Donoho Case DA Named OR ‘Wildlife Prosecutor’ Of 2010

A deputy county attorney whose work has led to a number of southern Willamette Valley poachers being thrown in the clink with huge dents in their wallet has been selected as Oregon’s fourth “Wildlife Prosecutor of the Year.”

The award was given yesterday to Lane County’s Jay Hall, who recently prosecuted several members of the Donoho clan of Springfield as well as the illegal killing of four bull elk near Cottage Grove early last year.

JAY HALL, CENTER, POSES WITH HIS AWARD ALONGSIDE ODFW'S STEPHEN MARX AND OSP'S CAPT. JEFF SAMUELS. (OSP)

“Deputy District Attorney Hall has a passion for wildlife and is a sportsman himself.  He is dedicated to the protection of Oregon’s natural resources through the vigorous prosecution of those who violate wildlife and other criminal laws,” said Captain Jeff Samuels of the Oregon State Police’s Fish and Wildlife Division, one of several members of the Oregon Sportsmen’s Coalition which sponsors the award.

A former deputy sheriff in Deschutes County, Hall was hired in late 2009, has been on several ride-alongs with game wardens, is said to be an “excellent communicator” with them, and was nominated for the award by troopers who work with him on wildlife cases.

“ODFW appreciates Deputy D.A. Hall’s work prosecuting wildlife cases in Lane County,” said Steven Marx, the agency’s South Willamette Watershed District Manager in Corvallis. “His efforts, and others in district attorney offices around the state, is helping to ensure the safety of our wildlife and the protection of our natural resources.”

According to OSP, his first significant case was one involving the shooting of four elk by John K. Atwater, then 50, on private land and out of season in October 2009. Atwater and five men who assisted him in attempting to move the bulls all pled guilty, with Atwater getting 40 days, $6,000 in restitution to ODFW and $6,675 in fines.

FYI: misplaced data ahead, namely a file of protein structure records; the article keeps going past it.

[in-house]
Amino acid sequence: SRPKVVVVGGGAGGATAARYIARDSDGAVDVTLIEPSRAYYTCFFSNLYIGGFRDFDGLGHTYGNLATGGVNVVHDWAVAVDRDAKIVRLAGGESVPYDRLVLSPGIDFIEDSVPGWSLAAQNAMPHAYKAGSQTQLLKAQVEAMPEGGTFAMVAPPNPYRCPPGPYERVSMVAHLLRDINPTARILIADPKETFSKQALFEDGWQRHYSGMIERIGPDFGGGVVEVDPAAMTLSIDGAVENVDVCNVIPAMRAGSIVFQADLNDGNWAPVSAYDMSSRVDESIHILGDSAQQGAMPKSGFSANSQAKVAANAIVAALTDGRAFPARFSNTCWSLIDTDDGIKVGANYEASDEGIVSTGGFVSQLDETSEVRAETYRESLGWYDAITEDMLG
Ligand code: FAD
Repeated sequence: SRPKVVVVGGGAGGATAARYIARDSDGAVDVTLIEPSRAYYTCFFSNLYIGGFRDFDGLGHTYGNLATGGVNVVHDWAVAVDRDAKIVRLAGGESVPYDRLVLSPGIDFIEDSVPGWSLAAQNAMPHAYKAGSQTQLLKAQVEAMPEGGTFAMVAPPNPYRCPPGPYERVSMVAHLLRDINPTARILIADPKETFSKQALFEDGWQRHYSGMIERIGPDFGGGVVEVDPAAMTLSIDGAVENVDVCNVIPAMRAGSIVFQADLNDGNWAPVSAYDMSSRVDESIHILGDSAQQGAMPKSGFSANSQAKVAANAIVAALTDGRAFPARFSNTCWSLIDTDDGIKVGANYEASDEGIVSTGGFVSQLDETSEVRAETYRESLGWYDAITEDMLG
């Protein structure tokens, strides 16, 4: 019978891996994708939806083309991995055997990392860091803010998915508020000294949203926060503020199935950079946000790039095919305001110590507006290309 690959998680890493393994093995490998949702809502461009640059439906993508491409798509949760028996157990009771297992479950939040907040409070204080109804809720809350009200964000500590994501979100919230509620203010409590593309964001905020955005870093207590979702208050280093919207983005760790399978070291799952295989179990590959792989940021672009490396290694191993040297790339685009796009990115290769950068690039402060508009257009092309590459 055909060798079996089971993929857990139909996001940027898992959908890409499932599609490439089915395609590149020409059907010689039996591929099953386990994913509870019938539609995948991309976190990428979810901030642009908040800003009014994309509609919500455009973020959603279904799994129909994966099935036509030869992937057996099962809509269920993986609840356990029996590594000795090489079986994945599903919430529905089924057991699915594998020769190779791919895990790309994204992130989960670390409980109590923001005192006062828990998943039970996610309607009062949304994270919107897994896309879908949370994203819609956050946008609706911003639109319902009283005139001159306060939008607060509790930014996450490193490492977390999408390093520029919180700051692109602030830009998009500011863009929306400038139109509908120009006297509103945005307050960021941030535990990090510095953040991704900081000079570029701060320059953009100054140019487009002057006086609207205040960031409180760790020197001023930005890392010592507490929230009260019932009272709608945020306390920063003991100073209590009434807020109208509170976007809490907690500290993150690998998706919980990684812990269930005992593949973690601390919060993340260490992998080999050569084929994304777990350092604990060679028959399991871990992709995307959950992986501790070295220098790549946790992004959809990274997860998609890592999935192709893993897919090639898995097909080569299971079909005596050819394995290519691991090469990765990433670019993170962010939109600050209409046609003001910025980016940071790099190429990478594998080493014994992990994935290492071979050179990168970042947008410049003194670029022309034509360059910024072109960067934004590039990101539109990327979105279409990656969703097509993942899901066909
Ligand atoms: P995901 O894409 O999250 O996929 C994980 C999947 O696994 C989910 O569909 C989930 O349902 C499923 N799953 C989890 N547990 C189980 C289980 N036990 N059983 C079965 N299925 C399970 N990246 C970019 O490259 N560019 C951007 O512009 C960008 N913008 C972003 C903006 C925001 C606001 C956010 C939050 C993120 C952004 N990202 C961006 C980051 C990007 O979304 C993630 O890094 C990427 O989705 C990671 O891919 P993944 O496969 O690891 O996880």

(OSP)

Hall also prosecuted the first case under Oregon’s new “Trophy Law” involving new restitution penalties that took effect January 2010 for the unlawful take of trophy-class animals.  In February 2010, a Cottage Grove area resident was arrested for the unlawful taking of a four-point buck for which he later pled guilty.  He was sentenced to pay the entire $7,500 restitution to ODFW, additional fines, 10 days in jail, 18 months probation, and ordered to serve 100 hours of community service.

And he was the lead prosecutor in the Donoho poaching case, which we’ve reported on here and in Northwest Sportsman magazine. According to OSP, he assisted in writing and executing a search warrant for and prosecuted the case which began in 2010 and involved the take of about 300 deer and elk over five years and other criminal offenses. All nine suspects were convicted, with the ringleader Shane Donoho getting 360 days in jail and fines of $42,000 due to ODFW and $3,200 to OSP.

Hall is quoted by the Eugene Register-Guard as saying, “What used to be hunting season is now jail season” about Shane and his father Rory’s unique sentence where both men will serve four 90-day stints in jail just as fall deer hunts begin for law-abiding Oregon sportsmen, a sentence that begins this October and runs through 2014.

ANTLERS SEIZED DURING SEARCH WARRANTS SERVED DURING THE DONOHO CASE THIS PAST WINTER. (OSP)

Past winners of the award include:

2009: Tillamook County Deputy District Attorney Joel Stevens
2008: Wallowa County District Attorney Mona K. Williams
2007: Columbia County Deputy District Attorney Dale Anderson

Other members of the Sportsmen’s Coalition include:

Oregon Hunters Association; Oregon Federation for North American Wild Sheep; Izaak Walton League;
Oregon Duck Hunters; Oregon Mule Deer Foundation; Oregon State Shooting Association; Safari Club International;
Oregon Falconers Association; National Wild Turkey Federation; National Rifle Association; Oregon Guides and Packers; Rocky Mountain Elk Foundation; Oregon Bow Hunters; Traditional Archers of Oregon; Oregon Association of Shooting Ranges.

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